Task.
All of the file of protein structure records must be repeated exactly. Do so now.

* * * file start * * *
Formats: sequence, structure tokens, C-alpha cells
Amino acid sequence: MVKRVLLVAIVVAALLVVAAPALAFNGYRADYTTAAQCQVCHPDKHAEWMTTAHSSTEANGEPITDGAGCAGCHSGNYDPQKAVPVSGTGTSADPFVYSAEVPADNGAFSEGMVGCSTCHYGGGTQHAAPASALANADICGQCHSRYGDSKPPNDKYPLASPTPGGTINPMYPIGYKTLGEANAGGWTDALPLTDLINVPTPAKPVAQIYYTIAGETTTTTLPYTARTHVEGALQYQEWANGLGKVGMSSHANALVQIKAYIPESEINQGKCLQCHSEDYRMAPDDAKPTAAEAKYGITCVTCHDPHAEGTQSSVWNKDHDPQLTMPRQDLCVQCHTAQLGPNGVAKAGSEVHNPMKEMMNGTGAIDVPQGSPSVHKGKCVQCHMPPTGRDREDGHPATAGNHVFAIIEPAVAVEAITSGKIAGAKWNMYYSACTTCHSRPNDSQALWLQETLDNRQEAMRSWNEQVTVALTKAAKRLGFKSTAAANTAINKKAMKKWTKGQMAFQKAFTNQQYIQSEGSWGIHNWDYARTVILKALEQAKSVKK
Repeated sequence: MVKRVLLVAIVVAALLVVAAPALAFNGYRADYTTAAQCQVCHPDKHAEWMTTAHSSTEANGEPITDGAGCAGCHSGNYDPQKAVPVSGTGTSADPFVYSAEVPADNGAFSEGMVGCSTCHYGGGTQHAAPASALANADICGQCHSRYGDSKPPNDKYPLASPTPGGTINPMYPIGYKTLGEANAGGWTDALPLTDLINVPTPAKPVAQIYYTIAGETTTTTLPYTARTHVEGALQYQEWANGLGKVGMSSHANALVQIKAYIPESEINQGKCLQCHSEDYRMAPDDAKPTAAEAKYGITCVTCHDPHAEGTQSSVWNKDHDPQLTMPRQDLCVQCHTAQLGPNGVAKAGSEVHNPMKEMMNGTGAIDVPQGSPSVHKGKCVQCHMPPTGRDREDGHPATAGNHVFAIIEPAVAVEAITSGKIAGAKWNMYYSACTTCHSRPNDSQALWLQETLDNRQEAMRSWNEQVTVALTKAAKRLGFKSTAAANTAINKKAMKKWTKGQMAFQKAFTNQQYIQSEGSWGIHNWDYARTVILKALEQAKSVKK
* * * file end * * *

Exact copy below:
Formats: sequence, structure tokens, C-alpha cells
Amino acid sequence: MVKRVLLVAIVVAALLVVAAPALAFNGYRADYTTAAQCQVCHPDKHAEWMTTAHSSTEANGEPITDGAGCAGCHSGNYDPQKAVPVSGTGTSADPFVYSAEVPADNGAFSEGMVGCSTCHYGGGTQHAAPASALANADICGQCHSRYGDSKPPNDKYPLASPTPGGTINPMYPIGYKTLGEANAGGWTDALPLTDLINVPTPAKPVAQIYYTIAGETTTTTLPYTARTHVEGALQYQEWANGLGKVGMSSHANALVQIKAYIPESEINQGKCLQCHSEDYRMAPDDAKPTAAEAKYGITCVTCHDPHAEGTQSSVWNKDHDPQLTMPRQDLCVQCHTAQLGPNGVAKAGSEVHNPMKEMMNGTGAIDVPQGSPSVHKGKCVQCHMPPTGRDREDGHPATAGNHVFAIIEPAVAVEAITSGKIAGAKWNMYYSACTTCHSRPNDSQALWLQETLDNRQEAMRSWNEQVTVALTKAAKRLGFKSTAAANTAINKKAMKKWTKGQMAFQKAFTNQQYIQSEGSWGIHNWDYARTVILKALEQAKSVKK
Repeated sequence: MVKRVLLVAIVVAALLVVAAPALAFNGYRADYTTAAQCQVCHPDKHAEWMTTAHSSTEANGEPITDGAGCAGCHSGNYDPQKAVPVSGTGTSADPFVYSAEVPADNGAFSEGMVGCSTCHYGGGTQHAAPASALANADICGQCHSRYGDSKPPNDKYPLASPTPGGTINPMYPIGYKTLGEANAGGWTDALPLTDLINVPTPAKPVAQIYYTIAGETTTTTLPYTARTHVEGALQYQEWANGLGKVGMSSHANALVQIKAYIPESEINQGKCLQCHSEDYRMAPDDAKPTAAEAKYGITCVTCHDPHAEGTQSSVWNKDHDPQLTMPRQDLCVQCHTAQLGPNGVAKAGSEVHNPMKEMMNGTGAIDVPQGSPSVHKGKCVQCHMPPTGRDREDGHPATAGNHVFAIIEPAVAVEAITSGKIAGAKWNMYYSACTTCHSRPNDSQALWLQETLDNRQEAMRSWNEQVTVALTKAAKRLGFKSTAAANTAINKKAMKKWTKGQMAFQKAFTNQQYIQSEGSWGIHNWDYARTVILKALEQAKSVKK